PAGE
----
I am reproducing Andrew Waldie's proposal speech in full here: read and rejoice!

'This motion strikes a blow at the heart of financial capitalism by removing from banks their power to create money - and restoring the supply of our national currency to democratic and public control. Through their lending, banks create 97% of the money we use in the form of credit.  This gives them enormous power to direct the economy and shape our society - without any form of democratic accountability.

'Our banking system is also unstable.  History shows that debt-fuelled booms and speculative bubbles inevitably turn to bust.  Governments bail out banks that have become “too big to fail” – and the price of these bail outs are savage cuts in public services. The burden of servicing the debt on which our money is based also increases inequality and drives unsustainable growth.  These are issues which are of fundamental concern to the Green Party.

'Simply bringing the banking system under "Social Control" is not enough - more radical reform is required.  Leading green economists have advocated reform based on the principles set out in this motion. The motion avoids the fundamental conflict of interest that has corrupted the current banking system.  It separates the power to create money from the power to decide how that money is first used.  A National Monetary Authority – NMA - appointed by Parliament, would manage the supply of national currency.  Its decisions would be protected by law from influence by financial or other special interests.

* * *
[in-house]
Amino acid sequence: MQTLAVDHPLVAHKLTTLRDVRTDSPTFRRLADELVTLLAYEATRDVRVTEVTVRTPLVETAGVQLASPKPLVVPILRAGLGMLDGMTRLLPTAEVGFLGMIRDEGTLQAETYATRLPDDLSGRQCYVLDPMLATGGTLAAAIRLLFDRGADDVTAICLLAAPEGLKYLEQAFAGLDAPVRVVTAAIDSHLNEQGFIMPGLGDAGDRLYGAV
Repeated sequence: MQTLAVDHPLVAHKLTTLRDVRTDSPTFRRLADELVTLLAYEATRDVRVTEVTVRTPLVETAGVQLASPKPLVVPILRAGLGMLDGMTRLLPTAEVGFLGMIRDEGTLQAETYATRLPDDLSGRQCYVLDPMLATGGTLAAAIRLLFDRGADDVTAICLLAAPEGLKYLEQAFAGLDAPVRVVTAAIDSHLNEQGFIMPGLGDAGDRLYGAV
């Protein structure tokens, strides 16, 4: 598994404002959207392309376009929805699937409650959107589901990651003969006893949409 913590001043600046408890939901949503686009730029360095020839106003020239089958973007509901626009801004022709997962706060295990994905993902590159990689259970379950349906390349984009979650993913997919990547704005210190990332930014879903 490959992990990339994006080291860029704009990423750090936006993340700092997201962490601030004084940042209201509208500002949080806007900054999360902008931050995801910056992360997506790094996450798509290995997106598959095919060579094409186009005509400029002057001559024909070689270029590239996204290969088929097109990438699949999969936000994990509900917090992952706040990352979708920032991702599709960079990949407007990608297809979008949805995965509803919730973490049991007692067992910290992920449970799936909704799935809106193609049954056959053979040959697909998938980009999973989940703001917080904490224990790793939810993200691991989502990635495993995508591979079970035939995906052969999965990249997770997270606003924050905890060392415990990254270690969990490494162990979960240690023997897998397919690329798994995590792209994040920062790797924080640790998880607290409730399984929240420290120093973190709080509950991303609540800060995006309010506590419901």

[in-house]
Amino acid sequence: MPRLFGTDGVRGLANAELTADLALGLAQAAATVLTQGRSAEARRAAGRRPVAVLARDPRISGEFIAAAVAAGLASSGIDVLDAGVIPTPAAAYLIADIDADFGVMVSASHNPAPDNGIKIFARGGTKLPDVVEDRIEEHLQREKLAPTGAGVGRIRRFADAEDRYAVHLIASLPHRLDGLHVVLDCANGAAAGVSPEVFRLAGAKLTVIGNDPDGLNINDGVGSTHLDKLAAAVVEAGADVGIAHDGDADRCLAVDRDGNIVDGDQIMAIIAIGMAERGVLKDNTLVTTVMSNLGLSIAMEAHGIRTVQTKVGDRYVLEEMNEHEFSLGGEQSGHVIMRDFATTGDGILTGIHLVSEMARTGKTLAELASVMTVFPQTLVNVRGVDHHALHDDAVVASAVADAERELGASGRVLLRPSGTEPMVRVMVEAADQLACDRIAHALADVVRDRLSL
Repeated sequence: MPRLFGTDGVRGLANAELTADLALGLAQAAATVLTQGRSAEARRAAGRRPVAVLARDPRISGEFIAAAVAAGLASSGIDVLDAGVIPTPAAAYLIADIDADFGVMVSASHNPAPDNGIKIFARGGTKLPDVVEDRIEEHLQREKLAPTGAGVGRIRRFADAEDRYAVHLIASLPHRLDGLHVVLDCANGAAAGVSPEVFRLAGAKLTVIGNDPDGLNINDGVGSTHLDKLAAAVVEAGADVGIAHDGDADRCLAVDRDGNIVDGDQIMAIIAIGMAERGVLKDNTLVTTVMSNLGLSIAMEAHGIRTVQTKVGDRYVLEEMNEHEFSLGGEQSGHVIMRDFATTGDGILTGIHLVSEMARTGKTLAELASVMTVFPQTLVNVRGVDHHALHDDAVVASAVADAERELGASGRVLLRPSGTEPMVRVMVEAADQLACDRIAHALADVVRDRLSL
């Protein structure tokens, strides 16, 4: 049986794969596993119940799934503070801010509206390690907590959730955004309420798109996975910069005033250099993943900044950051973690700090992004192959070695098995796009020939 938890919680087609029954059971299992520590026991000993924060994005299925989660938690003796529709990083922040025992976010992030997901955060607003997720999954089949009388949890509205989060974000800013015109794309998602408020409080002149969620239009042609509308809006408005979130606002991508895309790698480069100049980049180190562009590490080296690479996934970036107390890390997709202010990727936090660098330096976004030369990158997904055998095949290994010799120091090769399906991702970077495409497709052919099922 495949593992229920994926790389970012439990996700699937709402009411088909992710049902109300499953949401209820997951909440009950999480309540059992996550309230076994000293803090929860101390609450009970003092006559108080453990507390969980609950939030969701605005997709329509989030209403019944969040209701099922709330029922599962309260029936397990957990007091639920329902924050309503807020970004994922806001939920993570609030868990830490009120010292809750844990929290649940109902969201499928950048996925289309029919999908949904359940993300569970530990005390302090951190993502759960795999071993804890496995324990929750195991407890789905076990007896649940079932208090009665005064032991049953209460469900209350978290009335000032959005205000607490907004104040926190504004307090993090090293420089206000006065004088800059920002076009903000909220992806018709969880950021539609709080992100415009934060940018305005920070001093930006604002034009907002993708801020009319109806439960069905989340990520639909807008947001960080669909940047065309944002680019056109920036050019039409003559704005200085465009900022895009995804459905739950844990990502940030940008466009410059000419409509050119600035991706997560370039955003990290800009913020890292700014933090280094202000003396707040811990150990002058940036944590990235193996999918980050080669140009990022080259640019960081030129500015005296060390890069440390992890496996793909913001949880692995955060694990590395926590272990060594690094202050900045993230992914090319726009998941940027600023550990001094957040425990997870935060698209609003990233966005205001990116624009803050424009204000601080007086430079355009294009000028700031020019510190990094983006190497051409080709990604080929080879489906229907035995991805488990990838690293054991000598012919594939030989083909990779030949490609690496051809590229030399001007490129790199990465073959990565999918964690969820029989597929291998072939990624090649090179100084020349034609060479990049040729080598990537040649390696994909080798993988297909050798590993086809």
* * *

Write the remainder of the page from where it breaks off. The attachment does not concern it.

'Elected governments would decide how currency created by the NMA is first spent.  This currency would then circulate freely at all levels of society.  Saving and borrowing would continue.  Local currencies could circulate alongside the national currency.  The major benefit of the system we propose is that people would no longer need to go into debt to keep money circulating in the economy.

'Over a transition period of 20 years, the NMA would convert the stock of debt-based money by issuing the same amount of national currency to the Government as additional revenue.  The value from transferring the endowment of our currency to public control has been estimated at £50 billion per year – that’s enough to fund the construction of 300,000 new homes – for each year of the transition period.